I read recently about the sunspot named AR2192, which is supposed to have unleashed an X-class (large) solar flare recently. Unfortunately the skies have been cloudy all of last week, and hence there has not been an opportunity to image the sun. With forecast for clear skies on Sunday, I was hoping to finally have a chance to image AR2192.
This was particularly exciting, as my Baader adapter no. 27 which allows for direct coupling of digital cameras to the Baader Herschel Prism had arrived earlier in the week. This will allow for enough back focus for me to use my Micro 4/3rds cameras directly mounted to the Herschel prism; previously I needed my Celestron Ultima Barlow in order to extend the back focus enough to image with the Baader Herschel Prism.
These are the best images I’ve managed to get from my sessions, which was interrupted on many occasions by clouds. I’ve found the best setting for Baader Solar Continuum double stack, is at ISO 100 1/8000 with the E-P5. With the Baader U, I have to use ISO 200 1/4000 as that is the ‘darkest’ possible exposure I can get of the sun with my E-PL5. I used the Skywatcher ED80 mounted on the Astrotrac TT320X in solar guiding mode.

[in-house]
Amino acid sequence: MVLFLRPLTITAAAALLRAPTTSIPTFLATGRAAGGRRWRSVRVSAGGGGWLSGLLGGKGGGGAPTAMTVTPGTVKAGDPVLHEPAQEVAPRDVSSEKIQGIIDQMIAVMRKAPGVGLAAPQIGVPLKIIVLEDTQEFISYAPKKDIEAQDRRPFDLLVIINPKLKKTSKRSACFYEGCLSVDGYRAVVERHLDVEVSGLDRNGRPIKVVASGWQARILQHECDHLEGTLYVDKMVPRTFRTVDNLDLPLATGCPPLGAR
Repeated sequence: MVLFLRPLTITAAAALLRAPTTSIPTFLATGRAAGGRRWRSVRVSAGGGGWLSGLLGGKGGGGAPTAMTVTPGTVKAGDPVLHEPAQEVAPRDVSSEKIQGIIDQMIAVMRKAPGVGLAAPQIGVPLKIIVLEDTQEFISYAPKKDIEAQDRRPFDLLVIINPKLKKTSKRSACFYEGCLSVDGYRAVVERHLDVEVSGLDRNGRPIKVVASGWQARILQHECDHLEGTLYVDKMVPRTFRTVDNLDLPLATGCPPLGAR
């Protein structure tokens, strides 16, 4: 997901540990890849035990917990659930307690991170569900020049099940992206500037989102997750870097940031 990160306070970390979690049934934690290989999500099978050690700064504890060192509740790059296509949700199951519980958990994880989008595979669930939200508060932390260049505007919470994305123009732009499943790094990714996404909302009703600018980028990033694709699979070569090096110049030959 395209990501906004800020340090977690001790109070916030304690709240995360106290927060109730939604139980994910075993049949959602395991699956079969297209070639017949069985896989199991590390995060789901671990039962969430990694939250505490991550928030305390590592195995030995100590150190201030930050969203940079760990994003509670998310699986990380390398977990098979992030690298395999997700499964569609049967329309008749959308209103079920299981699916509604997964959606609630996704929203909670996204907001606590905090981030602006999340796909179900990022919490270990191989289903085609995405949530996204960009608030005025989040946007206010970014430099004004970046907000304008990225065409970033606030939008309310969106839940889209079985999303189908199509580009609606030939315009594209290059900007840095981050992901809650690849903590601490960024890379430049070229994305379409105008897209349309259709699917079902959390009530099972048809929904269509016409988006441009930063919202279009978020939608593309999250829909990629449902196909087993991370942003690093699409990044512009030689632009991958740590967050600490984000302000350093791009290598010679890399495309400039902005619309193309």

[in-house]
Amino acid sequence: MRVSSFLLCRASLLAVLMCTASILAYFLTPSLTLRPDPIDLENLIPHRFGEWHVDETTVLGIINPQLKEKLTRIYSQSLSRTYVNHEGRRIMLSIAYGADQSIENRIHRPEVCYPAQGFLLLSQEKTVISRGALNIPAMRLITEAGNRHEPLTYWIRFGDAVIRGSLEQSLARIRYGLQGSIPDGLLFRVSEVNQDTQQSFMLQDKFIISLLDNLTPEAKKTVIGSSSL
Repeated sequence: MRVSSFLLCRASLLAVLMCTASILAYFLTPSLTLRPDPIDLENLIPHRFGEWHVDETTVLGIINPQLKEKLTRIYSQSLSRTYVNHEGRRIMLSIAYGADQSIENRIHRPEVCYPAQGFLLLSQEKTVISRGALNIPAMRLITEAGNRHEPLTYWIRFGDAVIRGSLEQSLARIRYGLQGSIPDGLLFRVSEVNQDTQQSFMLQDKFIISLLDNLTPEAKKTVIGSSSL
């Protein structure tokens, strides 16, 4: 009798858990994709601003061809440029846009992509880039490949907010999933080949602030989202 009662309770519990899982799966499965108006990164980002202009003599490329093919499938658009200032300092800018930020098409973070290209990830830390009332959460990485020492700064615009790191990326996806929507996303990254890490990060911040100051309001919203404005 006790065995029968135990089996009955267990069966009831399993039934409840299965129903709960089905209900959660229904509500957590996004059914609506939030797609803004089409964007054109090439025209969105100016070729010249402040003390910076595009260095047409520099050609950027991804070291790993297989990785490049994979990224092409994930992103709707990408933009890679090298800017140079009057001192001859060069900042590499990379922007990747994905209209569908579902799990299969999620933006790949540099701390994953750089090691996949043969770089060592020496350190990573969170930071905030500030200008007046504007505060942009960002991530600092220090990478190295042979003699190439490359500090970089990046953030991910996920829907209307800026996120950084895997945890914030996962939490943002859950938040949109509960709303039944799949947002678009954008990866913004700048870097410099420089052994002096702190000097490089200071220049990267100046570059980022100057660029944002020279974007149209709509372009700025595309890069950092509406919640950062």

The largest sunspot is AR2192 and the smaller sunspot is AR2187. AR2186 is tucked away in the top right corner in the UV images, while they are to the right in the Solar continuum images.
Without the barlow, this system is certainly capable of capturing good amount of detail of the sun. I can’t wait to borrow my friend’s Skywatcher ED100, with focal length of 900mm (1800mm on Micro 4/3rds) which is 50% longer than my ED80. That should allow me to fill more of the sensor with the sun, and hopefully capture more detail of the sun spots.
The next level of solar imaging to consider would be H-alpha imaging of the sun’s chromosphere. Will need to save up for the Daystar Quark Filter though.